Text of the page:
Sir Lewis Hamilton has opened up on the feeling of being ‘cheated’ at the end of last year’s Abu Dhabi Grand Prix when he was denied his eighth F1 title.
Hamilton and Max Verstappen had gone hammer and tong for 21 rounds of the 2021 season, winning 17 races between them as the fight intensified, not only between them, but their Mercedes and Red Bull teams too.
The drivers were involved in multiple controversial moments, including crashes in Silverstone, Monza and Jeddah, while the Brazilian Grand Prix weekend was full of contention.
They would enter the final round of the season completely level on points; it all came down to 58 laps of the Yas Marina Circuit. One would walk away champion, the other would be left heartbroken.
Verstappen had taken pole position, but was passed off the line by the 37-year-old, and it took but a few corners for them to collide.
Verstappen dived down the inside into Turn Six, aware that he might not have many chances to pass the Mercedes, and they made contact, sending Hamilton off the circuit.
He kept the position as a result, but race director Michael Masi was happy that the Briton had given up the time that he had gained, so no action was warranted.
Verstappen’s team-mate Sergio Perez would hold Hamilton off after he was left out following the Dutchman’s stop, allowing Verstappen to catch back up, but Hamilton extended his lead again.
For all intents and purposes, that was it. Hamilton had got the job done, he had conquered the upstart, and he had become the single most successful driver of all time.
Red Bull team principal Christian Horner told Sky Sports 14 laps from the end that his team needed a “miracle” to win the title from there, and a miracle is exactly what they got.
Nicholas Latifi crashed towards the end of the race, bringing out the Safety Car and leaving Mercedes in an impossible situation.
Because Perez had held him up, Hamilton did not have the gap back to Verstappen to safely pit and emerge back in front, so they could not afford to lose track position to the 24-year-old, who himself came in for a fresh set of Softs.
It was still an uphill task though; there were five lapped cars between the leaders, and Masi, following some interesting exchanges with the Red Bull pit wall, allowed only those five to unlap themselves, but not the rest.
As this happened, Hamilton started to realise what Masi had just done, what had just happened, and what it meant for his title dream.
“You see things start to unfold,” he said in an interview with Vanity Fair, for whom he is their September cover star.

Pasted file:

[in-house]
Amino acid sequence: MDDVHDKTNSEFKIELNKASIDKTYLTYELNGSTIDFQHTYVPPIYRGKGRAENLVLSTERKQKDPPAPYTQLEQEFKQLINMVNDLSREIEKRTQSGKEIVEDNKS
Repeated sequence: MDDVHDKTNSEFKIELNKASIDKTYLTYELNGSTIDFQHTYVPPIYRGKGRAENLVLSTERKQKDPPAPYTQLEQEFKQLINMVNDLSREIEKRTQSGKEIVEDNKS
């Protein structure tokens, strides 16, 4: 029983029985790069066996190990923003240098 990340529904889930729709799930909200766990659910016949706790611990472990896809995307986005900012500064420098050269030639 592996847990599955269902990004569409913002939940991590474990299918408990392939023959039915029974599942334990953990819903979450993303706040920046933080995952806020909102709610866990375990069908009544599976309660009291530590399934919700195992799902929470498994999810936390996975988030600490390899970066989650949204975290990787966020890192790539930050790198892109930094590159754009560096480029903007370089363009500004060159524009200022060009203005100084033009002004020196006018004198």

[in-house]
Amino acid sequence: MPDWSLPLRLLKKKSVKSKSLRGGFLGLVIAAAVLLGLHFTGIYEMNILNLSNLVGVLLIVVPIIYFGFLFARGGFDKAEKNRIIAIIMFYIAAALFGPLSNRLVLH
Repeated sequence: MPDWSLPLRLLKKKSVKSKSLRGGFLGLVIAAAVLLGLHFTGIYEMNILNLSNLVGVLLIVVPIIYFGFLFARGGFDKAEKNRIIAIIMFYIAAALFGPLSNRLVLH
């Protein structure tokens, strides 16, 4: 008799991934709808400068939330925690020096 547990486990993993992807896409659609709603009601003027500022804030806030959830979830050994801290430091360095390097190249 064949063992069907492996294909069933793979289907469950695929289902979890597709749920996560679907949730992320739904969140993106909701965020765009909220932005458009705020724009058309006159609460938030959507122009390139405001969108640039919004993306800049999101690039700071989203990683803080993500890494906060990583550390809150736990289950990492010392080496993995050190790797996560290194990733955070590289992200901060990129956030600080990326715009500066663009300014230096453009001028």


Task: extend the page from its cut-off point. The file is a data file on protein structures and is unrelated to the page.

“And my worst fears came alive. I was like, ‘there’s no way they’re going to cheat me out of this, there’s no way, that won’t happen. Surely not’.”
Verstappen would pass his rival on the final lap of the race to claim his maiden championship in one of the most bizarre championship finales in recent memory.
Hamilton recalled the feeling of the heartbreak he had just experienced, and knowing that he would somehow have to clamber out of his car and put on a brave face for everyone having seen the championship “manipulated” in Verstappen’s favour.
“I don’t know if I can really put into words the feeling I had, I remember just sitting there in disbelief,” he candidly explained.
“And realising I’ve got to undo my belts, I’ve got to get out of there, I’ve got to climb out of this thing, I’ve got to find the strength.
“I had no strength, and it was one of the toughest moments, I would say, I’ve had in a long, long time.”
The seven-time champion was aware of what had taken place, and the feeling that Masi had ripped the title from him made him consider whether he could carry on racing, which explains his lengthy absence from the public eye after Abu Dhabi.
“I knew what had happened, I knew what decisions had been made and why. Yes, I knew something wasn’t right,” affirmed Hamilton.
“I, for sure, considered whether I wanted to continue.”
Hamilton was commiserated by Verstappen, who himself had done nothing wrong, and was consoled by four-time champion Sebastian Vettel, the German surely aware that controversy had ensued as his friend was denied the crown.
What meant the most to Hamilton though, was the embrace and the words of his father Anthony that gave him strength.
“He embraced me, and I think he was like ‘I want you to know how proud I am of you’,” he divulged.
“Having your father embrace you in that way is one of the most profound things I’ve ever… especially as you’ve grown up not many times having that.”
Masi has since been removed as race director by the FIA, with Eduardo Freitas and Niels Wittich alternating in the role in 2022.
Safety Car regulations have also changed to reflect that “all” instead of “any” lapped cars are to be waved through at the race director’s behest.